In an interview with Karen Webster, John Talaga, executive vice president and general manager, healthcare at Flywire, said healthcare firms are getting creative with the ways they grapple with collecting on what patients owe — and closing revenue and cash flow gaps.
The conversation took place amid a backdrop where as recently as April, Talaga told Webster as the pandemic started to really take root that at least some of Flywire’s healthcare clients were projecting a 30 percent revenue shortfall this year.
Turns out those projections were a bit pessimistic.
“Everyone looks at the base case and the worst case, and we certainly didn’t hit the worst case for most of the big systems,” noted Talaga. “Volumes went down. But what’s happening now is there is a rebound cause even as [the virus] is still going on.”
Indeed, economies are opening a bit, and some individuals are returning to providers to make sure they take care of appointments and care that had been scheduled or pushed out. Maybe a bit.
But then again, the root problems in healthcare remain. Talaga noted that we still have a health system in which patients are, increasingly, on the hook for a significant share of healthcare costs — as much as 30 percent at present.
But along with low volumes that have been the hallmark of the past few months, Talaga said there has been a lingering impact from the lag time of payments from insurance companies and patients.
The deficit for primary care practices stands at about $15 billion, as consumers inch back toward at least some semblance of normalcy when it comes to healthcare, at least for preventative care.
The pandemic, then, has been spurring healthcare providers to be motivated to change — to approach their patients with personalized payment plans, revamped billing practices — and a renewed effort to understand what’s affordable.
“It’s about being able to identify what patient’s financial capacity to pay and being able to tailor those engagement interactions and communications to the patient.”
That means considering payment plans or “intelligent discounts” that will help keep patients on track to get the care they need.
Those flexible payment options are best extended at what Talaga termed the point of commerce — not necessarily the point of service or pre-service. Simply offering a range of payment options can be an influencer in getting patients to purchase and use what’s on offer — in this case, healthcare. Flexible payment options may also encourage users to embrace additional procedures and services and add it to the rolling tally, paid down over time, in a way that engenders loyalty.
“When you’re admitted to the hospital for a procedure, you have an estimate of what that’s going to cost,” he said. “And yet there may be things that happen that require additional treatments or specialist store. There are platforms that are emerging that provide these marketplaces that offer subscription services and purchasing of … things like MRIs and testing. There are doctors with a flat rate price point [to] provide transparency and affordability.”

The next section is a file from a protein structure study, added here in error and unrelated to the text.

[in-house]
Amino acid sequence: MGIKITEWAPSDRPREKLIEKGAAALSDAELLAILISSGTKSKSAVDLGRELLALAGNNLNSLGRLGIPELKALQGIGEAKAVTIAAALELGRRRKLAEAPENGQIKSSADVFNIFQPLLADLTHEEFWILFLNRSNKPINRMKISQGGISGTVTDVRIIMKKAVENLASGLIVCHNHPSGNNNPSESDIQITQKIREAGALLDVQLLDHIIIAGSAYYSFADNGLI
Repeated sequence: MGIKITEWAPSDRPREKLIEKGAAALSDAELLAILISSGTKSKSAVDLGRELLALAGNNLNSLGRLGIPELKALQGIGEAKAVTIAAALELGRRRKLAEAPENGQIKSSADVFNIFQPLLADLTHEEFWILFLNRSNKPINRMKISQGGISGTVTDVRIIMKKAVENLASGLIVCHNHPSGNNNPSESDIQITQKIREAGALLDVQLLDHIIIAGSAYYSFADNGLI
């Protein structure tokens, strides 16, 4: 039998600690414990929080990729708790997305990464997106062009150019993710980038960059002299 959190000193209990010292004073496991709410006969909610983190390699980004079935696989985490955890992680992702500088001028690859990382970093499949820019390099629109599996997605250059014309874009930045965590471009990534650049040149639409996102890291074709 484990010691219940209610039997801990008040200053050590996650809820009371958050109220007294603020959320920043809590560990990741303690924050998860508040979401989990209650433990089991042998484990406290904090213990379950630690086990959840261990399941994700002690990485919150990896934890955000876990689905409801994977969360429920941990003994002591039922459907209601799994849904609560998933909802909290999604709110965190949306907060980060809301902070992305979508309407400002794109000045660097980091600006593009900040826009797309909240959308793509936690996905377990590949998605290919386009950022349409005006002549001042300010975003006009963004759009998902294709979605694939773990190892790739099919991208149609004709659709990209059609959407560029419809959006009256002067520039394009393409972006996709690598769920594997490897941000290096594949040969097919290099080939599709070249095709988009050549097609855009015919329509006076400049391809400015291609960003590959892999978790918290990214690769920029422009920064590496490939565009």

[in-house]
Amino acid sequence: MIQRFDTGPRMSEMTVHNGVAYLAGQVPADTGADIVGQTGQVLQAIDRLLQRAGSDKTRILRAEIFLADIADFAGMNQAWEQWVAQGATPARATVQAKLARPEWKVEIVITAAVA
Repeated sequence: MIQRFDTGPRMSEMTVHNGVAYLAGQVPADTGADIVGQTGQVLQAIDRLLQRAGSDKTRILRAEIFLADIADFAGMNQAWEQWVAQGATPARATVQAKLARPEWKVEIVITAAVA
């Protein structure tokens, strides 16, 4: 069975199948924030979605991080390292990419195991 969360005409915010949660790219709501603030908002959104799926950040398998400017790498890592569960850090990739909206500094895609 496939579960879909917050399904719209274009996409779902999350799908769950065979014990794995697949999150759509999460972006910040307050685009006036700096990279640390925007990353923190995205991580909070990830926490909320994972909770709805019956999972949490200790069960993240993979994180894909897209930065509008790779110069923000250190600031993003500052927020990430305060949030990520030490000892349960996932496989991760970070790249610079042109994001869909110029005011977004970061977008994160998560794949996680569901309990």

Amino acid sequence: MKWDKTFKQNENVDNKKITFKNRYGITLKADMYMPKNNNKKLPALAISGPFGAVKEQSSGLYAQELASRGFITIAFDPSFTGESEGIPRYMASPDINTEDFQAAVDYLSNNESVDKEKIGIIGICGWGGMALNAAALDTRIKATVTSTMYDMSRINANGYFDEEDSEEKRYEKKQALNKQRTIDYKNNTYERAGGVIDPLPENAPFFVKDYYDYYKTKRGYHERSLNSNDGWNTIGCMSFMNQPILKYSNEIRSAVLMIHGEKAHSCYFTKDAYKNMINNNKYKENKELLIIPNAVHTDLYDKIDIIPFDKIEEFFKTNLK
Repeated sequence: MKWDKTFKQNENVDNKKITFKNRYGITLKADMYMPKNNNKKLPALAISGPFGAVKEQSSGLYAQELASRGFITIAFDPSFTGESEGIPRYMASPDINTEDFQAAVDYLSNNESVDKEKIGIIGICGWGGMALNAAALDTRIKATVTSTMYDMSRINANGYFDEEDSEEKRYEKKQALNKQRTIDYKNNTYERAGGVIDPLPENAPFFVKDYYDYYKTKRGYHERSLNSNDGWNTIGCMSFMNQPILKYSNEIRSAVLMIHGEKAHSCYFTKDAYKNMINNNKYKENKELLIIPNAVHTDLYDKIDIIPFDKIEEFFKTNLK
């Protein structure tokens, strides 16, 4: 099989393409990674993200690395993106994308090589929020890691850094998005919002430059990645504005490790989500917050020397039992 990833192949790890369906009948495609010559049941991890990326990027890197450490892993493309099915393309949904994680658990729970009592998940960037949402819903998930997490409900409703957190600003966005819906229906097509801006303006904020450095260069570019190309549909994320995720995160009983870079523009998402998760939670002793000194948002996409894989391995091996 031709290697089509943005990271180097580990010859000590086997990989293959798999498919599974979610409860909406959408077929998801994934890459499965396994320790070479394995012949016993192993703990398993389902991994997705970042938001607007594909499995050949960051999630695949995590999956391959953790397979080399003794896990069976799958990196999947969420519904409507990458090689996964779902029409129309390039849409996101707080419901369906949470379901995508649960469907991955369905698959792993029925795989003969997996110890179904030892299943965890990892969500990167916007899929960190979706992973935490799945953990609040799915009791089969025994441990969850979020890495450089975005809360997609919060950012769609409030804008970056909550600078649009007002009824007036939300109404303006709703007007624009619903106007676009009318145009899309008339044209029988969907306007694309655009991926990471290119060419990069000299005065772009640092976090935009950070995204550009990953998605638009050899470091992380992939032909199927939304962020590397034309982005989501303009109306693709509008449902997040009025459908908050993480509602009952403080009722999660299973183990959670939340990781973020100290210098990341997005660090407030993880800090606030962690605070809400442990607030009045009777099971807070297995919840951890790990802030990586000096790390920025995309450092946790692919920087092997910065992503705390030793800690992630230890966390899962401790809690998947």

The greenfield opportunity is there as a full 70 percent of hospitals, he estimated, have yet to embrace payment plan options that are fully and digitally enabled, mired as they are in paper checks. Data exchange and back-end systems, along with reconciliation processes, also must be improved.
Nonetheless, he maintained, “We’re seeing a huge demand for — and more of a sensitivity than there was before, along with a greater sense of urgency — for these hospitals to figure out how they’re digitizing their experience,” he said.
The Consumerization and Digitalization of Healthcare
The customers themselves have been increasingly comfortable with the great digital shift in healthcare — as evidence, look at the growth in telehealth and the Halo health and wellness wearable unveiled by Amazon.
For individuals, “it’s not just brick and mortar anymore, and therefore they want everything to be more digital,” he said.
It will take some time for hospitals to catch up, he said. But marquee names such as Apple and Amazon have entered the fray.
The growth in wearables, maintained Talaga, can be likened to an emerging lifestyle category — where, for example, a pacemaker helps maintain heart health once a patient leaves the hospital. There’s a net financial impact here, too. The more an individual stays out of a doctor or hospital setting, the more affordable healthcare becomes.
There’s fragmentation in the market too as 40 percent of millennials do not have a primary care physician. Walmart has full-service clinics on site with a range of typical medical services. The transformation of healthcare, he said, is moving to a new model where hospitals are being viewed as centers for more acute care situations. Marketplace models, such as Sesame, profiled by PYMNTS last month, are offering healthcare-as-a-product that turns medical care into a good/service that can be browsed, mulled and purchased.
“You’re never going to replace direct interaction between a doctor and a patient,” said Talaga. You can’t. But having that care be more decentralized,” through online channels and wearables, “to lower the amount of expense that goes into the hospital is very beneficial.”